This ratio also great for endurance athletes, cyclists/spin, runners, gymnasts, and dancers.

High Protein / Bulking


  • 20-25% of carbohydrates
  • 45-55% of protein
  • 25-35% of fat


Our most popular plan, macro ratios with a higher percentage of protein than fat and carbs are great for people who are trying to gain muscle, trim fat, and reduce their carbohydrates.

Good for people who are naturally athletic, have medium natural energy, have a medium build, tend to “burn” through meals faster than friends, and feel better after eating protein.

This ratio is great for body-builders, bulking, swimmers, soccer and basketball players, and those who to strength workouts like pilates, barre, and high-intensity yoga.


MacroPlate’s PALEO

  • 10-15% of carbohydrates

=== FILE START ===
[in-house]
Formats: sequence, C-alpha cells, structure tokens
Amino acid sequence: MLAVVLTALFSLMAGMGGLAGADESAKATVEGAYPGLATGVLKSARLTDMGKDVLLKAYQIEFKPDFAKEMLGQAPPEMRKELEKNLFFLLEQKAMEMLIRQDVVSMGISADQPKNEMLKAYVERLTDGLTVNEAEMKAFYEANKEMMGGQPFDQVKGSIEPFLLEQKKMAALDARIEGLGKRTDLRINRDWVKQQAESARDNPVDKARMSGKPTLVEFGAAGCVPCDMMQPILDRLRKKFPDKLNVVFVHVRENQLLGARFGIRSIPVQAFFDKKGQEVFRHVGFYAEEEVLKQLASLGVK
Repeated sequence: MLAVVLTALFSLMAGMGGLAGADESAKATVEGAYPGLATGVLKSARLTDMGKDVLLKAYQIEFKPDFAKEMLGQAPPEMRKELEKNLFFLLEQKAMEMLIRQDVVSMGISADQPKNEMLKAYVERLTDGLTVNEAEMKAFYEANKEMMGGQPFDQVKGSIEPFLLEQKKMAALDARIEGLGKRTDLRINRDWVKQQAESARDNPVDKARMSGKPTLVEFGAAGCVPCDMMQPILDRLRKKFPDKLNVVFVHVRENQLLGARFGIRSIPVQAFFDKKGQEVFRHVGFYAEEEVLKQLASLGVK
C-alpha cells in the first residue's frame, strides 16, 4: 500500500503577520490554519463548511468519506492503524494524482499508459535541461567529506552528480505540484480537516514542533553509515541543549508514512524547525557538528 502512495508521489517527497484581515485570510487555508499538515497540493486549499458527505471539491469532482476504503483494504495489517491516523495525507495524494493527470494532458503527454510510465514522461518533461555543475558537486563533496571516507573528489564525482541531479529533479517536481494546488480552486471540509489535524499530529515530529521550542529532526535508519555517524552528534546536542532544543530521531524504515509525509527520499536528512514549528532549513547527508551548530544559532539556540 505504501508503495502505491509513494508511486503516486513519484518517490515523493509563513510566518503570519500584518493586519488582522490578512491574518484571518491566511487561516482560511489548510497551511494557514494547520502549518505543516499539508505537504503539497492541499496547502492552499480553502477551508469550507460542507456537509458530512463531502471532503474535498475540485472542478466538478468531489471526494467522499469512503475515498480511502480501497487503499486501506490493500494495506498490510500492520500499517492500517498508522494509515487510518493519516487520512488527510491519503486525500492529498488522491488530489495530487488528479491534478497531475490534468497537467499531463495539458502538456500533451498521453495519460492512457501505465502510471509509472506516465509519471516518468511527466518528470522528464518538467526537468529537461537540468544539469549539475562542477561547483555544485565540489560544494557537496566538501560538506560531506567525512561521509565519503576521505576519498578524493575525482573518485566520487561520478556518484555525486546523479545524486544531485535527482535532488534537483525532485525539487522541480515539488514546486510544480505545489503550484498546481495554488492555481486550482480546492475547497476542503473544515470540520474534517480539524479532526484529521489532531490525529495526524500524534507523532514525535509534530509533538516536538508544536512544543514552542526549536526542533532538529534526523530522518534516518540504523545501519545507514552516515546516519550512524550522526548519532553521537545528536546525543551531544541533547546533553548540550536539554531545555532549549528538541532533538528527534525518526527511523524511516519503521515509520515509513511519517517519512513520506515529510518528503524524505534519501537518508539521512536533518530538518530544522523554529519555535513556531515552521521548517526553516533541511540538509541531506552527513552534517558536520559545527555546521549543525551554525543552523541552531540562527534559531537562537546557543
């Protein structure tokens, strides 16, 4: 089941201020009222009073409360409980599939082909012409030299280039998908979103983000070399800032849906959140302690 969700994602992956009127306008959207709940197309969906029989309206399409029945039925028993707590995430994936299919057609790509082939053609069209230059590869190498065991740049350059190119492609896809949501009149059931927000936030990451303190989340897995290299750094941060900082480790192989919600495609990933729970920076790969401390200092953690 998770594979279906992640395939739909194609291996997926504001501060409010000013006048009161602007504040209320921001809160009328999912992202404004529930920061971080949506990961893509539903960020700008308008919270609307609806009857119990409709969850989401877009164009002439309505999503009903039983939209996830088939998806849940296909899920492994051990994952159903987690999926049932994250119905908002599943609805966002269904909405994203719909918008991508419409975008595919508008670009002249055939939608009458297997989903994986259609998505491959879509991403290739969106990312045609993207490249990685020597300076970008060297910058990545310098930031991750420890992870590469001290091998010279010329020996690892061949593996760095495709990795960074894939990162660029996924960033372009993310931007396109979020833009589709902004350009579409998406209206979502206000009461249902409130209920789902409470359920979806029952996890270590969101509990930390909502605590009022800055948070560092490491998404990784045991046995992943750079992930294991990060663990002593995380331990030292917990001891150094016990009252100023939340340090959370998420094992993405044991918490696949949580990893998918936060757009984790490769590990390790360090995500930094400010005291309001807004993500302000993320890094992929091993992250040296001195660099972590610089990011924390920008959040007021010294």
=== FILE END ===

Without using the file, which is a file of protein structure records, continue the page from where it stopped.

• 45-50% of protein
  • 35-45% of fat


This ratio is great for people looking to lose weight quickly, or who are carbohydrate or gluten-sensitive. By increasing both the protein and fat and reducing the carbs, the body is able to focus more on burning fat than using glucose. MacroPlate’s plan follows the Paleo diet specifically, and is great for people who are gluten-free. But you don’t have to follow paleo to eat these macros.

This is great for people who are sugar and carb sensitive, find that they often experience brain fog after eating things like potatoes, rice, or pasta, experience quick weight gain, and tend to have a larger build.

Great for people who practice yoga, do light cardio like walking, light-hiking, or are just starting their fitness journey.